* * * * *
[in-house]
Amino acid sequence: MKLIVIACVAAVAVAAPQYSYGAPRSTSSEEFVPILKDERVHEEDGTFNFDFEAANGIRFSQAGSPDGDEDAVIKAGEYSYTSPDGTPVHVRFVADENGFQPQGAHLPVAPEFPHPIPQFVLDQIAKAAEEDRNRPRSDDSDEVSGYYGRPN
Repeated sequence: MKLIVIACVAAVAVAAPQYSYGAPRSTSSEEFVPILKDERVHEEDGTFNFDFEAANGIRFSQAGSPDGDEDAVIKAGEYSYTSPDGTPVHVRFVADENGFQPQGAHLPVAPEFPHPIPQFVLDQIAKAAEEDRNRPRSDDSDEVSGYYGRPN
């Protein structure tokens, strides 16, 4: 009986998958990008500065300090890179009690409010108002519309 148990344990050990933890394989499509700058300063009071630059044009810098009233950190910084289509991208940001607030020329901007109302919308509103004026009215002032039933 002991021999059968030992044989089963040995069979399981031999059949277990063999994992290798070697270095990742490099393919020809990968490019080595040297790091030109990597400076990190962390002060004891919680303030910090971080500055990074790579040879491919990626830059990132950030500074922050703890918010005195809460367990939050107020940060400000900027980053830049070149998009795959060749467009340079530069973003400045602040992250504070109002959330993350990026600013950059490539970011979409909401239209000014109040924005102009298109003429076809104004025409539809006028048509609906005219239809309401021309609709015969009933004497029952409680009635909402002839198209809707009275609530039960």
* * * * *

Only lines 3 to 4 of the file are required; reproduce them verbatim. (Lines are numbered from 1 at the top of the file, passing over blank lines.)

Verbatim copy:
Repeated sequence: MKLIVIACVAAVAVAAPQYSYGAPRSTSSEEFVPILKDERVHEEDGTFNFDFEAANGIRFSQAGSPDGDEDAVIKAGEYSYTSPDGTPVHVRFVADENGFQPQGAHLPVAPEFPHPIPQFVLDQIAKAAEEDRNRPRSDDSDEVSGYYGRPN
């Protein structure tokens, strides 16, 4: 009986998958990008500065300090890179009690409010108002519309 148990344990050990933890394989499509700058300063009071630059044009810098009233950190910084289509991208940001607030020329901007109302919308509103004026009215002032039933 002991021999059968030992044989089963040995069979399981031999059949277990063999994992290798070697270095990742490099393919020809990968490019080595040297790091030109990597400076990190962390002060004891919680303030910090971080500055990074790579040879491919990626830059990132950030500074922050703890918010005195809460367990939050107020940060400000900027980053830049070149998009795959060749467009340079530069973003400045602040992250504070109002959330993350990026600013950059490539970011979409909401239209000014109040924005102009298109003429076809104004025409539809006028048509609906005219239809309401021309609709015969009933004497029952409680009635909402002839198209809707009275609530039960």